Aldi shopper shares video showing strange problem with her milk

A family’s breakfast was almost ruined this week due to an alarming mishap with some Aldi milk.

There didn’t appear to be anything wrong with the full cream Farmdale Fresh milk when it was initially being poured, but things took a turn for the worse moments later.

When a mum from Shepparton, Victoria, turned to check on her daughter’s Weetbix on Monday, the milk had thickened into a firm slop, taking on a similar appearance to yoghurt.

She filmed a sickening video, later shared online, showing the hardened milk jiggling around like a bowl of white jelly.

A three-litre bottle of Aldi Farmdale Fresh milk that thickened after being poured.
The milk was three days out from its expiry when it turned solid after being poured. Source: Supplied

The milk, which was still days out from its best before date, also curdled after she poured it into her morning coffee.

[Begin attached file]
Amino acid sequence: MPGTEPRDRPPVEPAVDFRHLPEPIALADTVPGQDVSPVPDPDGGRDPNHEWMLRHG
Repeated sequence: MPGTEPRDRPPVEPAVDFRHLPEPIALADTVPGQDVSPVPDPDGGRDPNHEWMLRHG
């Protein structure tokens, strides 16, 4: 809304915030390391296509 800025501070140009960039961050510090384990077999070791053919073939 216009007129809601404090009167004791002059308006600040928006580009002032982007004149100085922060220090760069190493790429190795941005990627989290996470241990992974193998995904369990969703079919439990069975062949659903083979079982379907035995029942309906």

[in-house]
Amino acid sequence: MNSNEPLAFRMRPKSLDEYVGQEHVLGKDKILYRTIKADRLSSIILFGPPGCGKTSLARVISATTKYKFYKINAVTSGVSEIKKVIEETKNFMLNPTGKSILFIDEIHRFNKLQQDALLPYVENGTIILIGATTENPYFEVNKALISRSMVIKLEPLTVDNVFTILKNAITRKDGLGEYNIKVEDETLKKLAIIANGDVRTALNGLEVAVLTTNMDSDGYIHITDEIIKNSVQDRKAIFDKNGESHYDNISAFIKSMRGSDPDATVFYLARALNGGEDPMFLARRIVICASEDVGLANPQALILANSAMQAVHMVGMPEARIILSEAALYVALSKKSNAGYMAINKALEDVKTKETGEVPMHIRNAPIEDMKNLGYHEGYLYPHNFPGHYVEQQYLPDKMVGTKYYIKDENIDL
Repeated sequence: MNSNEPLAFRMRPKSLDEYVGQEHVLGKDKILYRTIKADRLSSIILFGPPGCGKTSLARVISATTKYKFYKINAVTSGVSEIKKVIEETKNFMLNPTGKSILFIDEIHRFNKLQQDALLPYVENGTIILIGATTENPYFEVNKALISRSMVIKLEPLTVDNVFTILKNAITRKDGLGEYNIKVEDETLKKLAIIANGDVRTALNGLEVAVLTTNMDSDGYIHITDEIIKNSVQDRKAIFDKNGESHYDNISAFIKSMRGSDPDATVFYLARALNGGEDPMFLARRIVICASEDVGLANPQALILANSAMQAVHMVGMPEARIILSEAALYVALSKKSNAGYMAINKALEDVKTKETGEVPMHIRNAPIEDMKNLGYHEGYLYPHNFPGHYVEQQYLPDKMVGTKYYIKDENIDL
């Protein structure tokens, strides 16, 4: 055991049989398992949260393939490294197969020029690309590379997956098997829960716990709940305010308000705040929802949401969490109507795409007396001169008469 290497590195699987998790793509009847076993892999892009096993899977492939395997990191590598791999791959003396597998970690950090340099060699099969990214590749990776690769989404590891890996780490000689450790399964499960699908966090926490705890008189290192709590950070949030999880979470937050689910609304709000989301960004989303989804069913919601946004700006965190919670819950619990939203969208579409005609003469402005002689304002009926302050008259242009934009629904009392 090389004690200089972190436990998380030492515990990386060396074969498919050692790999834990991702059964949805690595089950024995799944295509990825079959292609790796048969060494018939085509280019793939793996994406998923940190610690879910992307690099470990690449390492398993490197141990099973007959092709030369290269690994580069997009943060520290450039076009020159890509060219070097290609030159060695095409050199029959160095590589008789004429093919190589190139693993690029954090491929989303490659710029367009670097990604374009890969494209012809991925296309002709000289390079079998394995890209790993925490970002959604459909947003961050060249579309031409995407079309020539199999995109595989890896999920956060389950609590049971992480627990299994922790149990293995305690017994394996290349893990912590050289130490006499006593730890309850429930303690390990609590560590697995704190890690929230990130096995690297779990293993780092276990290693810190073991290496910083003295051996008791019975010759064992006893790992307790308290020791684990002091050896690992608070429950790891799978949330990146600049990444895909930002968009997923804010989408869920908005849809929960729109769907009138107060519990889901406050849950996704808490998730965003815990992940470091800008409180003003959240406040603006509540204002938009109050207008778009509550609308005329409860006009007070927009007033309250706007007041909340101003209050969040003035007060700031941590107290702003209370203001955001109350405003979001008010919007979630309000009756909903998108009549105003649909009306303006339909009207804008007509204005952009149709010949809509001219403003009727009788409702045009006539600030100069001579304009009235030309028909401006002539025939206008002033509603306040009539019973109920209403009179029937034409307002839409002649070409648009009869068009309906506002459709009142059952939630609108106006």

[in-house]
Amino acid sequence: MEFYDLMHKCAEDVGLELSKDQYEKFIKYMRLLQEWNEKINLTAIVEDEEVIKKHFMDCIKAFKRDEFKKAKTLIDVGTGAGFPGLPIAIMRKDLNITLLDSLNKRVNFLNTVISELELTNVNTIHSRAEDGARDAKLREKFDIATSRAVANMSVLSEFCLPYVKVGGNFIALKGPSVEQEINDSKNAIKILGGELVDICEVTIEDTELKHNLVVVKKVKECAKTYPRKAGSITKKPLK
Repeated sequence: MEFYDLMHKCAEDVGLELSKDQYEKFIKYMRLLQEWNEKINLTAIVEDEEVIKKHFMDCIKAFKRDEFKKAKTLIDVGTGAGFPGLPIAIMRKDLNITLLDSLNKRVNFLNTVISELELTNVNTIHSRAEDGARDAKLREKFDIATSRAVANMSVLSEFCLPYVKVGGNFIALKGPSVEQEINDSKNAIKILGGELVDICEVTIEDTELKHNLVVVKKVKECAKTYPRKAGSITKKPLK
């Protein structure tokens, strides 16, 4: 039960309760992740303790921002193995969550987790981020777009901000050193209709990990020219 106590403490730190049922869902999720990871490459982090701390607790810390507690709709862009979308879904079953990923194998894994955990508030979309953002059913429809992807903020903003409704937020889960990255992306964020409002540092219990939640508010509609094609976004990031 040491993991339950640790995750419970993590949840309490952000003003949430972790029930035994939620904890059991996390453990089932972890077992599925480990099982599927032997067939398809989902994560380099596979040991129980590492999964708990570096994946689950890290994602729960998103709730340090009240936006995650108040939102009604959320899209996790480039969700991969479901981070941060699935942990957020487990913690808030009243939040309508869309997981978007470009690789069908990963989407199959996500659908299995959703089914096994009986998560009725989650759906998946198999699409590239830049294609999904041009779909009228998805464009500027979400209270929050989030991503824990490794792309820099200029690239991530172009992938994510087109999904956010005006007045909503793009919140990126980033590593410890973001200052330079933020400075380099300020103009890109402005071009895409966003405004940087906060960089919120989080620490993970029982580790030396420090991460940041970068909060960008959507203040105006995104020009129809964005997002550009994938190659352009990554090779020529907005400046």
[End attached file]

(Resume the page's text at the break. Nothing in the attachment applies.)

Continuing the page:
After seeing the two sloppy messes created by the milk, the mum told Yahoo News Australia it was clear the family “weren’t having cereal for breakfast” anymore.

“I was more disappointed when I couldn’t have my coffee,” she said.

Fortunately the woman had a back-up supply of long life milk due to the coronavirus and later made herself a coffee with milk that didn’t curdle.

She bought the three-litre bottle last week and suspected a combination of the hot weather and her kids not always closing the fridge properly could explain the milk’s condition.

Dr Nenad Naumovski, an associate professor at the University of Canberra who has a PhD in food science, said the milk may still have been fine for consumption.

Milk may not have been homogenised

Dr Naumovski told Yahoo News Australia it was possible the thick layer of milk could be due to the use of unhomogenised milk which is “perfectly fine”.

“The only difference is that the milk cream can aggregate on top, separating from the rest of the milk. In some cases, full cream milk can have quite a lot of cream separated from the rest that it can appear that way,” he said.

“Majority of the consumers like to have their milk not separated from the cream hence the homogenisation methods are used via very high pressures that can break the fat globule and make the milk more ‘uniform’ as a fluid.”

An Aldi spokesperson told Yahoo News Australia that “if a customer has an issue with a product, they can take it back to store for a full refund”.

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